Although I'm not a big fan of "minimum efforts" when it comes to organ practice, I can understand people who are asking this question. Not too many people can devote 3-4 hours a day for practicing organ music. Only full time concert organists can do that and even they have to face multiple other tasks in their day.
So it's only natural for a person who only has, say total of 60 minutes a day for organ practice to wonder if it's reasonable to expect results from a short period of practicing technical exercises.
What I had found through my personal practice is that it takes about 10 minutes of playing just to warm up my fingers. So anything less than that will hardly produce any effect in the long run.
But if you could spend about 20 minutes a day playing scales, arpeggios, or Hanon exercises after a period of 2 weeks you will begin to notice some gradual improvement of your technique and stamina.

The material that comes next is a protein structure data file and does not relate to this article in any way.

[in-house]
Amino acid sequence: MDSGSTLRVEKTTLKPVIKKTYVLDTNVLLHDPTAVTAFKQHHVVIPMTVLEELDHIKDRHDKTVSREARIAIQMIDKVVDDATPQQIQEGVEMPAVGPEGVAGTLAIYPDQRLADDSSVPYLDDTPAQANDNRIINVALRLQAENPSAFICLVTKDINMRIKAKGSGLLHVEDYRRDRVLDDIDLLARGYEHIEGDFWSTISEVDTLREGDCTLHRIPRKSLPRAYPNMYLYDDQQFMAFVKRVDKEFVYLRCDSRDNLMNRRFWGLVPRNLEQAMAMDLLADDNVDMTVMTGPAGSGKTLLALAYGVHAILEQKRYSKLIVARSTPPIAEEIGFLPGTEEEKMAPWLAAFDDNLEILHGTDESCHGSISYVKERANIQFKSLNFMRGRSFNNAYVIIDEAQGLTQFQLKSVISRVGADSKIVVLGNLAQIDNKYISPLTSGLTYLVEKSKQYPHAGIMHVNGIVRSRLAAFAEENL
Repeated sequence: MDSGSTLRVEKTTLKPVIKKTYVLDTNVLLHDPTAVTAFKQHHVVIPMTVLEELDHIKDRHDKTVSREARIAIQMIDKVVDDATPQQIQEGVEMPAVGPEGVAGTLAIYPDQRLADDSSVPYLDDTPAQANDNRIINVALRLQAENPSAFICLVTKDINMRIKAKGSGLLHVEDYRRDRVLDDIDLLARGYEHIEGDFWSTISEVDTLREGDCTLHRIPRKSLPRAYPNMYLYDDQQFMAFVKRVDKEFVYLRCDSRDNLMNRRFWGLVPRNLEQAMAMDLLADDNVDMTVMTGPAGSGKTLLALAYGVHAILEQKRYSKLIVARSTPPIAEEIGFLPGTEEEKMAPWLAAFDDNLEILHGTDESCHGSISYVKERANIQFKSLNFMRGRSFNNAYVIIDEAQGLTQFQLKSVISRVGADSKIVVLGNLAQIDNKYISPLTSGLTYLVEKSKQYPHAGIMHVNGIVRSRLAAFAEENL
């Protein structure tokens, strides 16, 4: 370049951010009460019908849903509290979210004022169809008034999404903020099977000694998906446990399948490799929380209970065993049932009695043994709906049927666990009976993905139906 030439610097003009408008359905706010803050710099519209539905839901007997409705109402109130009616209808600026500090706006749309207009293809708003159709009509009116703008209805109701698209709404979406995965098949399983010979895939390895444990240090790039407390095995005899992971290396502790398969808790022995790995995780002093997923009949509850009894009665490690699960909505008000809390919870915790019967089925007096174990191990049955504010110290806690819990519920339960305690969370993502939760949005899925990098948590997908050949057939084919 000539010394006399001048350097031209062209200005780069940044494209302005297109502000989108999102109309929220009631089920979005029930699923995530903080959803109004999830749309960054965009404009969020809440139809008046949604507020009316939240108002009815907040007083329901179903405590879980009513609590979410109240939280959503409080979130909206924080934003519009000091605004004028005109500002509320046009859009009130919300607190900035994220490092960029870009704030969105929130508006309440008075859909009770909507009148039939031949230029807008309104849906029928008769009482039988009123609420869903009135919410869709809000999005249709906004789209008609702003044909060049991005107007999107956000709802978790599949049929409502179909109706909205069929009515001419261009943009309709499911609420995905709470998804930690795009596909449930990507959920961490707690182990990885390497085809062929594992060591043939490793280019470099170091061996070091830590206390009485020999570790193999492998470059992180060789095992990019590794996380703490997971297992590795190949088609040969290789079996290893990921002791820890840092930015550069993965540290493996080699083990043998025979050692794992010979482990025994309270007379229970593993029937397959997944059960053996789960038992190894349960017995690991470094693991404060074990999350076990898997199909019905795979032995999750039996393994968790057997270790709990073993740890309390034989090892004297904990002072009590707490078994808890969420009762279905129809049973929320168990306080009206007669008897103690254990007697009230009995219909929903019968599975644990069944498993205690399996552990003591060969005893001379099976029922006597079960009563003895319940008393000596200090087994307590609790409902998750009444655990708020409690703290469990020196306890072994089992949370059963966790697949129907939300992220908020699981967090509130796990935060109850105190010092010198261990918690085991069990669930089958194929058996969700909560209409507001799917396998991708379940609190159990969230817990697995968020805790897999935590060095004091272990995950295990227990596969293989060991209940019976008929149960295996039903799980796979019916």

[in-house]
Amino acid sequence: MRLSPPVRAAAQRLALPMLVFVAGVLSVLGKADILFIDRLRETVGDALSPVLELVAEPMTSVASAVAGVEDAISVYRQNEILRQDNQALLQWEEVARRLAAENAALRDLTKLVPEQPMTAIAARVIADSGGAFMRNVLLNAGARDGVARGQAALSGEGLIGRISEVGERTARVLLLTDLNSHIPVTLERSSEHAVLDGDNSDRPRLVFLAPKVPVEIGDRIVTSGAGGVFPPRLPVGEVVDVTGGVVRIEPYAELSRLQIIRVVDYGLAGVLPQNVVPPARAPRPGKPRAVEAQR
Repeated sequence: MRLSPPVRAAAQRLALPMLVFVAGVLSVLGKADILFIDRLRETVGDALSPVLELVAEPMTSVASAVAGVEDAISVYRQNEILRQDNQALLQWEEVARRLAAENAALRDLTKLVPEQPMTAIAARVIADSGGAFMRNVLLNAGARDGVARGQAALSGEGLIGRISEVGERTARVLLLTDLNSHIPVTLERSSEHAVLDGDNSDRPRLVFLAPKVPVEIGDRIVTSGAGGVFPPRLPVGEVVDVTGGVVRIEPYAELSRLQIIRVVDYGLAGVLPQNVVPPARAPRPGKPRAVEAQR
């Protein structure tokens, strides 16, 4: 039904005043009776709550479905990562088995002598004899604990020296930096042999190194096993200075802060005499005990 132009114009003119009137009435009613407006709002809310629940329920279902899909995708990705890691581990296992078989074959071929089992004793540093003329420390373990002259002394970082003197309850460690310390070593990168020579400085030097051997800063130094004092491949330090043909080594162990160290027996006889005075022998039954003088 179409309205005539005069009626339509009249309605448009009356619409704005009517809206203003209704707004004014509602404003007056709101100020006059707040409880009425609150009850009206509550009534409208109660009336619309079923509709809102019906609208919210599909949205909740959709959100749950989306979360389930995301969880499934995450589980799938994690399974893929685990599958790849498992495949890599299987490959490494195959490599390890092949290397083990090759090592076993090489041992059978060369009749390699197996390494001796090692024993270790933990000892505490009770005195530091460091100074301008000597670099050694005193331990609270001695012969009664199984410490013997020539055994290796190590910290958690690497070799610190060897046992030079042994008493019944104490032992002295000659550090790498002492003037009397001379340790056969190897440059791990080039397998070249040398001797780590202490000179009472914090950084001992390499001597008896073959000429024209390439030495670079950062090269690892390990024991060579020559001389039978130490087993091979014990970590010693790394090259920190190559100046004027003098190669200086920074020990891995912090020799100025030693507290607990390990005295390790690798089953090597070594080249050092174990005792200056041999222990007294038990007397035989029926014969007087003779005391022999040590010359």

If you want to improve your pedal technique, then 15 minutes of daily playing of scales and arpeggios with your feet will do the trick.
Of course, keep in mind that your practice in developing your organ technique should be wise, meaning that every detail should be correct: notes, rhythms, tempo, fingering, pedaling, articulation (perfect legato whenever possible), hand and feet position, pulse among other things. It is dangerous to try to play faster before you are ready for it.
Please note that this advice is only for people who absolutely can't find more than 60 minutes of time for organ practice. On the other hand, if you have more time available in your day, devoting up to 1 hour for technical studies would be much more beneficial for your development as an organist in general.
By the way, do you want to learn my special powerful techniques which help me to master any piece of organ music up to 10 times faster? If so, download my video Organ Practice Guide.